Sacrament of the Anointing of the Sick
A note from Fr. Norm, Associate Pastor
Today we take a break from our usual reflection on the Sunday readings to reflect on the Sacrament of the Anointing of the Sick which will be celebrated at a Mass on Saturday, 27 October at 11:00am. Throughout his public ministry the sick came to Jesus to be healed. People brought their loved ones to him so that he could touch them and give them comfort and hope. Sometimes that healing was physical, at other times the sick were restored to their family and community where they could receive the love, acceptance, and care they needed. St. James tells us (James 5:14-15) , “Is anyone among you sick? They should summon the priests of the church, and they should pray over them and anoint them with oil in the name of the Lord and the prayer of faith will save those who are sick, and the Lord will raise them up…”. When we celebrate the Sacrament of Anointing, we come asking Jesus for mercy and help. Through the ministry of the Church He is present and by His touch and the anointing of the Holy Spirit he offers us what we need. We may come seeking a cure, but Jesus may offer us peace of mind, and inner calm. We may come seeking relief from the stress or anxiety or depression caused by the pressure of our lives and the Holy Spirit gives us strength to fight against the darkness. We may come because our illness or state of mind separates us from others and we are given a welcoming community that tells us that we are loved and not alone. We invite all who would like the healing and comfort of this Sacrament. A light lunch will be served following the Mass. All are welcome and please invite those you think may need to experience the loving touch of Jesus.
Becoming the Servant of All
By Erica Tice, USMC Campus Minister
Today’s Gospel features the second prediction of Christ’s passion and death and Christ uses it as a teaching moment when His disciples neglect to fully comprehend the lesson He is trying to teach. He tells his disciples that if they wish to be first in the kingdom, they must be not only the last of all but also the servant of all. Although it is not yet clear to the disciples, sacrifice, service, and sanctity are necessary for following Christ who, being the master teacher, will lead by example and make the lesson clear when He accepts His passion and death. Practical 21st century application of this lesson means that our life of service springs from our own devotion to the sacraments, especially the Eucharist which is so deeply tied to Christ’s sacrifice on the Cross. Lumen Gentium describes the Eucharist as being “the source and summit of the Christian life,” (no. 11). Sacrifice is, therefore, at the heart of our Christian life in the presence of the Eucharist. Our active participation in the Mass and our attentiveness in Adoration can fill us to the brim with the love of God present in the Eucharist, thereby allowing us to become conduits of God’s grace and agents of humble service. We are sanctified through the sacraments and through the self-gift of our lives to others. In today’s Gospel, however, the disciples cannot yet see the connection between sacrifice, service, and sanctity. They do not yet have the grace that flows from the Eucharist; they cannot yet make their lives about humble service because their teacher has not yet instituted the Eucharist and ratified it by His passion and death. This is not the case for us: we can let the sacraments fill us with God’s love so that we might become the least of all and the servant of all in imitation of Christ, our teacher and our Lord.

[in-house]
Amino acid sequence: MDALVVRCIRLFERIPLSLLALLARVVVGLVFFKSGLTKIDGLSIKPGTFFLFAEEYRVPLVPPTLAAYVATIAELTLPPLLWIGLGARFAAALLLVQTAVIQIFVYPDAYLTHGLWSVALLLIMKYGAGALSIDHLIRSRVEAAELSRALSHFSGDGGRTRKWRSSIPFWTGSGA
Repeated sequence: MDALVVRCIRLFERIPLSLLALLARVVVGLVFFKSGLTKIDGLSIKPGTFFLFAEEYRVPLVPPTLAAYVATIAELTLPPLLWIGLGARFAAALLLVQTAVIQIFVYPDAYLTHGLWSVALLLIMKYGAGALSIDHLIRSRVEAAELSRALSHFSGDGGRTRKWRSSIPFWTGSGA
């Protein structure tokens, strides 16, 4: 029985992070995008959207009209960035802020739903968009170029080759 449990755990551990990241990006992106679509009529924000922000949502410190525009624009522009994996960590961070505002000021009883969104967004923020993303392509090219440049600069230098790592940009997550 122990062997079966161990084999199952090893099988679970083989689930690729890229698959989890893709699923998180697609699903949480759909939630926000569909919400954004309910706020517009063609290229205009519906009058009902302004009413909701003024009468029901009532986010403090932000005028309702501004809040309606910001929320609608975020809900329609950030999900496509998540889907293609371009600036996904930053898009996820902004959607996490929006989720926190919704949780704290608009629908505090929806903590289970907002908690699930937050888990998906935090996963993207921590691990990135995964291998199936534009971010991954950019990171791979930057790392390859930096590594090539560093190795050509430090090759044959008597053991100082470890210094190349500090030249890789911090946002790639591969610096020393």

Wisdom 2.12, 17-20
James 3.16 – 4.3
Keeping up Appearances By Fr. Morgan V. Rice, CSB If I am going to watch any TV shows, I tend to opt for the British ones such as those on PBS’s Masterpiece. I look forward to Sunday nights to spend an hour or so watching Downton Abbey, Sherlock, or whatever series is airing. In my earlier years, one of my favourite British shows was the sitcom Keeping Up Appearances with the colourful character Hyacinth Bucket (pronounced “bouquet”, please!), who sought to follow the etiquette book to a T. Appearing proper and limiting the amount of association she had with the “less-respectable” members of her family, she always sought to impress others “of importance”, including the Anglican vicar. Often, though, what she tried to downplay or hide rose to the surface to humorous effects! One of the things that we human beings are sometimes very concerned about is looking good. I invite us to consider the appearance we put forward and who we might be trying to please or impress. I admit that physical appearance is important to me; it bothers me when my shoes are not polished or when I have not had time to iron my shirt, though many people would never notice or even care. Some people’s concern might be avoiding looking old or weak; others might want to avoid the appearance of ever being wrong. Whatever we do to maintain a particular appearance can take a lot of energy and effort that perhaps could be directed in more beneficial ways. In the Gospel this weekend, Jesus decides not to keep up the appearances that the Pharisees and scribes are expecting him and his disciples to have. For example, they are not washing their hands before they eat, and they are being judged for not doing so. Yet, Jesus is not swayed. Instead, he points out that what is truly important is what flows out of us from the heart. In the second reading, St. James writes of the importance of being a “doer” of the word, that is putting our faith into action. Like it was for Jesus’ disciples, living this way might solicit criticism rather than popularity or praise, but living out God’s word within us is what will help us to appear most authentically as a reflection of Christ.
Deuteronomy 4.1-2, 6-8
James 1.17-18, 21-22, 27
Mark 7.1-8, 14-15, 21-23